Even given an infinite amount of time, Lenski’s Ecoli may never converge to the fitness optima 😦

Let me first describe the basic mathematical framework.

The theorem comes from http://www.ncbi.nlm.nih.gov/pubmed/18267783, I have copied aggressively from the paper to write this post.

In the canonical genetic algorithm, each individual in the population (of size $n$) is encoded as a binary tuple (i.e. a sequence of 0 and 1’s) . Proportional selection is used, which means the population from the next generation is determined by randomly sampling from the current generation, like in the Wright-Fisher model. Therefore the probability that individual $b_i$ is selected from the population consisting of individuals $(b_1, b_2,..., b_n)$ to be a member of the next generation is: $P\{b_i\} = \frac{f(b_i)}{\sum_{j=1}^{n} f(b_j)} \ge 0$.

Mutation operates independently on each individual by probabilistically perturbing each bit. Mutation occurs with probability $p_m$. For example, the probability that individual $b=(0,0,0,0)$ transitions to $b'=10110$ by mutation is $p_m(1-p_m)p_mp_m(1-p_m)=p_m^k(1-p_m)^{l-k}$ where $l$ is the length of the string and $k$ is the number of differences between $b$ and $b'$ Cross-over occurs with probability $p_c$ but we skip a description of cross-over since it is not used in the proof of the theorem.

This process can be represented as a markov chain with a finite state space that consists of a population of $n$ individuals where each individual is a bit string of length $l$. The transition probability is independent from time, therefore the markov chain is said to be homogenous. Thus we can describe the canonical genetic algorithm (and thus evolution) by a finite state homogenous markov chain.

One might point out that in this representations individuals (i..e chromosomes) are not binary in reality but this a matter of doubling the size of our vector. We could represent one loci with four possible values (A,C,G,T) with two loci with two possible values (10, 11, 00, 01). For example, 10 can be represented as A, 11 as G, 00 as C and 01 as T.

Now that we described the basic framework, we outline the steps of the proof.

(1) Let $i$ be any state with less than optimal fitness and let $p_i^t$ denote the probability of reaching that state at time $t$. Also because of the structure of the transition matrix, this is true: $\lim \ t \to \infty \ p_i^t > 0$.

(2) P(not reaching the optimal fitness at time $t$) $\ge$  $p_i^t$

(3) step (2) is true if and only if P(reaching the optimal fitness at time $t$$\le$  $1 - p_i^t$

(4) $\lim \ t \to \infty$ P(reaching the optimal fitness at time $t$) =  $\lim \ t \to \infty$ $\ (1 - p_i^t) < 1$

Please see the paper for the actual proof.

# Genetic Algorithms and their Direct Relevance to Evolution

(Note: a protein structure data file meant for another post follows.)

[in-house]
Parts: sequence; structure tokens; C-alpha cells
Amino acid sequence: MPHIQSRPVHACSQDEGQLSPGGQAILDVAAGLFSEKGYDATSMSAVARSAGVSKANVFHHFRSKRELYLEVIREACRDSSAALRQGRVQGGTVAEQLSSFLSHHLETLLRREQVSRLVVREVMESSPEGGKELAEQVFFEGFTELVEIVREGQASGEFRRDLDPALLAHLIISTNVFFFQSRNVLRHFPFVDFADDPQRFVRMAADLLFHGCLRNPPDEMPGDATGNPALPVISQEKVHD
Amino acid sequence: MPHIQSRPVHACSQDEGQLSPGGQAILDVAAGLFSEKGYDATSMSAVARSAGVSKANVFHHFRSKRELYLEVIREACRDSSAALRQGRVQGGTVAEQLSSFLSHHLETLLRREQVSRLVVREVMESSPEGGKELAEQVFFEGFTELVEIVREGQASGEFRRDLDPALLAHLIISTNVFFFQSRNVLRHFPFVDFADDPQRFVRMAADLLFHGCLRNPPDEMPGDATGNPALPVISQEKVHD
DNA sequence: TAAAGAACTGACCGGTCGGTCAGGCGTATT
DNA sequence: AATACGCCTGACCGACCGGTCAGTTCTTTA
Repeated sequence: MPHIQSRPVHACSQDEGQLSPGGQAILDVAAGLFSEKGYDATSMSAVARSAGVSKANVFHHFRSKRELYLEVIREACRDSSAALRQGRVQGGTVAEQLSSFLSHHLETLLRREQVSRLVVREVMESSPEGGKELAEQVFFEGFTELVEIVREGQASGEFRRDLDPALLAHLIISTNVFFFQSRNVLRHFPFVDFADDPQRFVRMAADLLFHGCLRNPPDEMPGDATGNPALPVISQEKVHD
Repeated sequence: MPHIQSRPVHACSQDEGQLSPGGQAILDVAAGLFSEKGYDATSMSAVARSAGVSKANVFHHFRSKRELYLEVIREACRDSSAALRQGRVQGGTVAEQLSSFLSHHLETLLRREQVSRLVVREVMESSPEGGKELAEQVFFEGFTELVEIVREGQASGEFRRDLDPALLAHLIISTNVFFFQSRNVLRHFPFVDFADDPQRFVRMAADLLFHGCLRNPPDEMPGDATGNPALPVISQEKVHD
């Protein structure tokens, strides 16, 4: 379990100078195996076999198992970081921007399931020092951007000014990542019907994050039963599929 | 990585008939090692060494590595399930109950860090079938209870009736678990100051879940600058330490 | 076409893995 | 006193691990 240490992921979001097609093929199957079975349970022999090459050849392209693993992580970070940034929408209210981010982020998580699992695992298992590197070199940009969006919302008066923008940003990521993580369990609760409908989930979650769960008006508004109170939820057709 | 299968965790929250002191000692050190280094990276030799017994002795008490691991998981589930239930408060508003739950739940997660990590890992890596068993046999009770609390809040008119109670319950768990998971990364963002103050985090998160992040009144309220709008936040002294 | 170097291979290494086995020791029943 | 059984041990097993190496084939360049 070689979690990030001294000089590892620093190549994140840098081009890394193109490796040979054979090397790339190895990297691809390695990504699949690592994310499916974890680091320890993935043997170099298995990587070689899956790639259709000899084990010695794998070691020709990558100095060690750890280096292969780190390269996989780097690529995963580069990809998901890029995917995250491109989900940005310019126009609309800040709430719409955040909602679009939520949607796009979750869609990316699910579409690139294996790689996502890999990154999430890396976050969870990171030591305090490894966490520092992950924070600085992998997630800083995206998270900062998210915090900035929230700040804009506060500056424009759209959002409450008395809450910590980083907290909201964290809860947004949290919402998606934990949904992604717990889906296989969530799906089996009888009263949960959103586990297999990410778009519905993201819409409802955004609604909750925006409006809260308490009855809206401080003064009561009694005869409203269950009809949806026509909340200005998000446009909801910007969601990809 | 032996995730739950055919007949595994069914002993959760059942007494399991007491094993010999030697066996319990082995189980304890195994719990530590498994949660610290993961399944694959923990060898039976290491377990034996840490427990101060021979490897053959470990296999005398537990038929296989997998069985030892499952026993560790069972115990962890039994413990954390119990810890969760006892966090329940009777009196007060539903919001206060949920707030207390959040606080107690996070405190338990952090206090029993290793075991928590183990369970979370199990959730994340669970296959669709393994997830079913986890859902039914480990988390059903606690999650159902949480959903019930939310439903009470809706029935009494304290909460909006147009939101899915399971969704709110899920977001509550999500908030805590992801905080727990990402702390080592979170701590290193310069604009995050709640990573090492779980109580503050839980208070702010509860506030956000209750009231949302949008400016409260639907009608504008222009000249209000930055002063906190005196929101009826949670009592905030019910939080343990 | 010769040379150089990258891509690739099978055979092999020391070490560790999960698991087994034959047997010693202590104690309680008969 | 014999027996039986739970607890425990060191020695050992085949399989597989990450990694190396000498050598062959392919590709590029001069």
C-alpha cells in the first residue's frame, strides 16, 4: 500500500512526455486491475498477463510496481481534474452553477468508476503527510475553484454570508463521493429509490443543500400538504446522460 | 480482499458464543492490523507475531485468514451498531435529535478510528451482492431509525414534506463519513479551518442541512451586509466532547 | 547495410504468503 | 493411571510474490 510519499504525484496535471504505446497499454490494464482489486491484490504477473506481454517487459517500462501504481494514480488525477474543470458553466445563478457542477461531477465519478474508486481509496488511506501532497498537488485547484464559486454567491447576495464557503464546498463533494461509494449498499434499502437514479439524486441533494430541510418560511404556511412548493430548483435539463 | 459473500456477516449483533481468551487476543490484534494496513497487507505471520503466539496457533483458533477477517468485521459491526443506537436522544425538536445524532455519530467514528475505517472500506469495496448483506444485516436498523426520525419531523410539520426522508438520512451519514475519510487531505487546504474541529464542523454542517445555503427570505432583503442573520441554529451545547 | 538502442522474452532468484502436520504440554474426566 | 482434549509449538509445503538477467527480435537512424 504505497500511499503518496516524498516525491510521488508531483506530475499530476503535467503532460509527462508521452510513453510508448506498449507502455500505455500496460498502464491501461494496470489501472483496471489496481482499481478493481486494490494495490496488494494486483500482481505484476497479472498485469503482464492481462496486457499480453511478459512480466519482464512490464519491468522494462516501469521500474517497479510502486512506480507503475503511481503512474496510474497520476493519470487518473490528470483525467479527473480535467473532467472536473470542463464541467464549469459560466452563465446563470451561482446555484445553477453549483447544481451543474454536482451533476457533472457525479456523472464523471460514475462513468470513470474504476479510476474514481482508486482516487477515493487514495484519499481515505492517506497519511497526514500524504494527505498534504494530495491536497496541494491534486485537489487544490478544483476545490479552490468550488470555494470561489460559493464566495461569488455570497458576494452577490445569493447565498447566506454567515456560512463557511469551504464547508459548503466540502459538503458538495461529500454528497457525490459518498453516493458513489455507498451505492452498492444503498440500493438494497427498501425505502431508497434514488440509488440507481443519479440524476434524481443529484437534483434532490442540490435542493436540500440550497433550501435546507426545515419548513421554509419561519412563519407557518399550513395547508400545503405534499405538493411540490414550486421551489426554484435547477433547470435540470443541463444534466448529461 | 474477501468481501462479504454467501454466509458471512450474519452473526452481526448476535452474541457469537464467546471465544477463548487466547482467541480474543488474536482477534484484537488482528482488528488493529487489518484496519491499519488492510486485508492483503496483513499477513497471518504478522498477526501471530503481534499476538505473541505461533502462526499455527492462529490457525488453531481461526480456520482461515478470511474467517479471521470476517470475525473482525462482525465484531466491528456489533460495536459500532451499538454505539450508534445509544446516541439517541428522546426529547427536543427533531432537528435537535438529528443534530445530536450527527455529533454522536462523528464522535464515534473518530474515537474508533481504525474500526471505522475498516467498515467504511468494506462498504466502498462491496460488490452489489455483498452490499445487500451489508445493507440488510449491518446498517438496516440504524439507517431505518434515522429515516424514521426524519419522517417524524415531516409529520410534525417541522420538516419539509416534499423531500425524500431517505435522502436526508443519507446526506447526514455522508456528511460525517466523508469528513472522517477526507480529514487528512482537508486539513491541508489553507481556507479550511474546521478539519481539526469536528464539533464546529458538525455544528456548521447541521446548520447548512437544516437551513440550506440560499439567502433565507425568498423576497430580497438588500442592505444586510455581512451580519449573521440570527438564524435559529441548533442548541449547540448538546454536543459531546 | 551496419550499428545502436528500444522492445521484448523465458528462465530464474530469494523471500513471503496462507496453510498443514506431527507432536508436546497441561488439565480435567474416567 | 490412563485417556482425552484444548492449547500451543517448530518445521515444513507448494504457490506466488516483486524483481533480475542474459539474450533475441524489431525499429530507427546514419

Genetic algorithms simulate evolution. Wikipedia says that genetic algorithms are “search heuristic that mimic the process of natural selection” but it is much more than that. For example, drift (which is not natural selection) can be seen in a simulation of a genetic algorithm. I actually believe genetic algorithms might be able to reflect nearly every phenomena observed in the natural world. But understanding evolution using genetic algorithms is definitely not straightforward as we do not know how fitness functions actually look like in nature (a long-standing problem in evolutionary biology) and even if we do, we cannot simulate such unimaginable complex fitness functions.

The genetic algorithm goes something like this (although there are many variations):

First choose an initial population of N chromosomes

Repeat the following for n generations

(1) perform crossover  (this is optional)

(2) perform mutation

(3) calculate the fitness of each chromosome (x) in the population using the fitness function f(x)

(4) perform selection

All the essential properties of evolution as understood by biologists are captured in the algorithm: variation, heritability, and differential success in leaving offspring.

I think therefore, principally every phenomenon seen in the natural world could be seen in genetic algorithms of sufficient complexity. But I don’t think the reverse logically follows.

Here I show a simulation of a genetic algorithm using the R package “GA”. The fitness function in this case is the Rastrigin function which has a large number of local optima (http://en.wikipedia.org/wiki/Rastrigin_function). I only used the 1 dimensional version for simplicity.

It looks like this (note the global optima is at 500)

Here is a run of a genetic algorithm

As you can see, it eventually reached the global optima. Note how the best fitness value increased in discrete steps and how the average fitness of the population took sometime to catch up.